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Supporting Religious Literacy through Interpretive Planning at the Northwest African American Museum

Project Thesis by Melody Smith

Religious literacy develops stronger citizenship in local, national, and global levels, yet many people do not have the resources or tools to become religiously literate; this issue is compounded by museums’ hesitancy to address religious literacy in their spaces. These problems can stem from current cultural trends, misinformation, or apprehension. This thesis project seeks to tackle these issues by including religiously literate content into a museum exhibit through an interpretive plan. The interpretive plan was developed for the Northwest African American Museum (NAAM) and completed between January and March 2020, utilizing meetings with host site staff and project specific literature to guide the development of the project. The finished plan describes the Situation and Need, Purpose and Goals, Inventory, Analysis, Thematic Planning/Visitor Experiences, and Recommendations/Implementation Guidelines.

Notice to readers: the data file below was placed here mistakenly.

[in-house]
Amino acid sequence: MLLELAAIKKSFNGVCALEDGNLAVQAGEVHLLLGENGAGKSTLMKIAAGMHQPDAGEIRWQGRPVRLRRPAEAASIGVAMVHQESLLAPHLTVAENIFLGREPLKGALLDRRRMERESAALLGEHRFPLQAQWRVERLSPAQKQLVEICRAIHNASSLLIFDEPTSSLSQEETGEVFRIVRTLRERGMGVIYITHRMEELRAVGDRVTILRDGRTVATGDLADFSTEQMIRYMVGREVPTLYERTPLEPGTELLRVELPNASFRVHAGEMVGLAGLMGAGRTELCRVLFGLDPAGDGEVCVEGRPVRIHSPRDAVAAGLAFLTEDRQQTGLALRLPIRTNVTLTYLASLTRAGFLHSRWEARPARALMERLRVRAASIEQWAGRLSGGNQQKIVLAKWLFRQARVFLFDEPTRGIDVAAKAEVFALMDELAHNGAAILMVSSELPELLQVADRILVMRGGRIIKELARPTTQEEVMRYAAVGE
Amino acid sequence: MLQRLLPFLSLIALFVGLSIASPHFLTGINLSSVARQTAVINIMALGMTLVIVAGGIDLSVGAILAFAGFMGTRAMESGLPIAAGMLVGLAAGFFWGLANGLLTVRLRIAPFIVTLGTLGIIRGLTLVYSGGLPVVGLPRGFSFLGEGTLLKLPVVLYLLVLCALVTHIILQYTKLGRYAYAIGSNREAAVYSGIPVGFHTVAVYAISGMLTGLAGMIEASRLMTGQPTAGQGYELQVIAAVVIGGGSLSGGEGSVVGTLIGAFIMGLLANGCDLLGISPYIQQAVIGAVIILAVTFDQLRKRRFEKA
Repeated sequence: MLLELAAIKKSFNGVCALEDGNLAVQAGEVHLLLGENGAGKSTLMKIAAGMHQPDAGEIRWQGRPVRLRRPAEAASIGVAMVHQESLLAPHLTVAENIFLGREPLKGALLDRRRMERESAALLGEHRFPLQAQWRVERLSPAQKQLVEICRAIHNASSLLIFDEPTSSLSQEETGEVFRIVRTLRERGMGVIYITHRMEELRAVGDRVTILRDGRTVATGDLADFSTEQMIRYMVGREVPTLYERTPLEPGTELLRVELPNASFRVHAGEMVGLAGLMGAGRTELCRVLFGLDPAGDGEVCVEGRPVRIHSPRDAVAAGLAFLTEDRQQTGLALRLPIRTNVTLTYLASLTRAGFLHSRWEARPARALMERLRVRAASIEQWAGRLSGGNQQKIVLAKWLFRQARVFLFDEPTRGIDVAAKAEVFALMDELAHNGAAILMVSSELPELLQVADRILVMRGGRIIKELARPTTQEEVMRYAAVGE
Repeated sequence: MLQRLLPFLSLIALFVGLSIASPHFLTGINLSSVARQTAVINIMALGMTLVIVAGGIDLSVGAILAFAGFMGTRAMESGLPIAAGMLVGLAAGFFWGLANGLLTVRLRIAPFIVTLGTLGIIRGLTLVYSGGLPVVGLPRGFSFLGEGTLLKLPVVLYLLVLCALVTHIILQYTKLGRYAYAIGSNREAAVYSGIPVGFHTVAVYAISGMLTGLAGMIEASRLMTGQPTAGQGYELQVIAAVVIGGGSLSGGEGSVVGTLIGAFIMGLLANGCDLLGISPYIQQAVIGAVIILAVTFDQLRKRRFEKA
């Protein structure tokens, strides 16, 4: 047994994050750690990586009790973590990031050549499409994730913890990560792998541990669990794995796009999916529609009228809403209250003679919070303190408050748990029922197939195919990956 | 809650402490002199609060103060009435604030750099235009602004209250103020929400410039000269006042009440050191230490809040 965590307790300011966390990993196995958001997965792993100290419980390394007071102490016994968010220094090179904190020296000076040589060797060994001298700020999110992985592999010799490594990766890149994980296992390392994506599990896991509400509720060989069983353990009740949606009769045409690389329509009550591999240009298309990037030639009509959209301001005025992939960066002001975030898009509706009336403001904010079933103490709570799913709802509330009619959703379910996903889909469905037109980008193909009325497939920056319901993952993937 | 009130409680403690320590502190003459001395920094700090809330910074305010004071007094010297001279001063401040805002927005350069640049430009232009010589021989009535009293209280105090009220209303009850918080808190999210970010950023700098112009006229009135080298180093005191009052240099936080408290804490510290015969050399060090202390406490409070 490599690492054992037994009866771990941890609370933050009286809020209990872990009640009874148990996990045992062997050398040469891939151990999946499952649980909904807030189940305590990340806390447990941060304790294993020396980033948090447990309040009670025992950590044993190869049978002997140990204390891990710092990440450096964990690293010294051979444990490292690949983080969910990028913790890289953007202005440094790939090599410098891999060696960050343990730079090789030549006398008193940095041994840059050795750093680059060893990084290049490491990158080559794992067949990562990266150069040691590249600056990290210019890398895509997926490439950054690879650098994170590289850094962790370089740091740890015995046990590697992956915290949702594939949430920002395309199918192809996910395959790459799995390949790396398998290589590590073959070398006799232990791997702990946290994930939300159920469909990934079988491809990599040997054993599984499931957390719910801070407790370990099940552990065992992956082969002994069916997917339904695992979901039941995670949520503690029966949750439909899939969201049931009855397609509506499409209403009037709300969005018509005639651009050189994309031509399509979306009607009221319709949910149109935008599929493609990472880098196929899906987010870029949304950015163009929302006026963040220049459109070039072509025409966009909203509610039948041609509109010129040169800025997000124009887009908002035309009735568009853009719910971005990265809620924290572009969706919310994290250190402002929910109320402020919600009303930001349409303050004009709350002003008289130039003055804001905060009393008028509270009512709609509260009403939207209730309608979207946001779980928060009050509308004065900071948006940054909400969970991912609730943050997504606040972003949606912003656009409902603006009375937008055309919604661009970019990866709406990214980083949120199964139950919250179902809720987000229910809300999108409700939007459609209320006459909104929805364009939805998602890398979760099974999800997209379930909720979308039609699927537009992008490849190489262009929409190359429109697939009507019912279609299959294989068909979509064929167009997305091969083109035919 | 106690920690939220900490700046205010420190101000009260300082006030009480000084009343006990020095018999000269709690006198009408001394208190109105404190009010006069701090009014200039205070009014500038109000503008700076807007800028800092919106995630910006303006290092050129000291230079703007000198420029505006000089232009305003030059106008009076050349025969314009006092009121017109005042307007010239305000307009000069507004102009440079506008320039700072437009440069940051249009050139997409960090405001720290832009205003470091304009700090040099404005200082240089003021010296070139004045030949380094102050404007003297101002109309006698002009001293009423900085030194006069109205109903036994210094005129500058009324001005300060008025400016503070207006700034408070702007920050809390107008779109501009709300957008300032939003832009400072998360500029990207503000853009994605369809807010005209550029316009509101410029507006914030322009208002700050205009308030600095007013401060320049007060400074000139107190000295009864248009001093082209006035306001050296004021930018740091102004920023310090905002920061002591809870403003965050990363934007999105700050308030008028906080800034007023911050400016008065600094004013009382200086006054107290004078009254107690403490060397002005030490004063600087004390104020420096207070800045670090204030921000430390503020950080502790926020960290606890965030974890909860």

Along with fulfilling NAAM’s goals for institutional planning, the deliverable also contributes toward improved religious literacy in their community, expands on field-wide conversations concerning the integration of religious literacy into museum content, and serves as a resource for religious literacy in museums. The process of developing this thesis project highlighted two areas for growth within the museum field: museums can integrate religious literacy within their broader institutional goals when appropriate and museums should employ community engagement strategies when undertaking this work.


Smith, M. (2020). Supporting Religious Literacy through Interpretive Planning at the Northwest African American Museum. [Unpublished master’s thesis project]. University of Washington, Seattle, Washington.


project, exhibit, interpretive plan, religious literacy, community engagement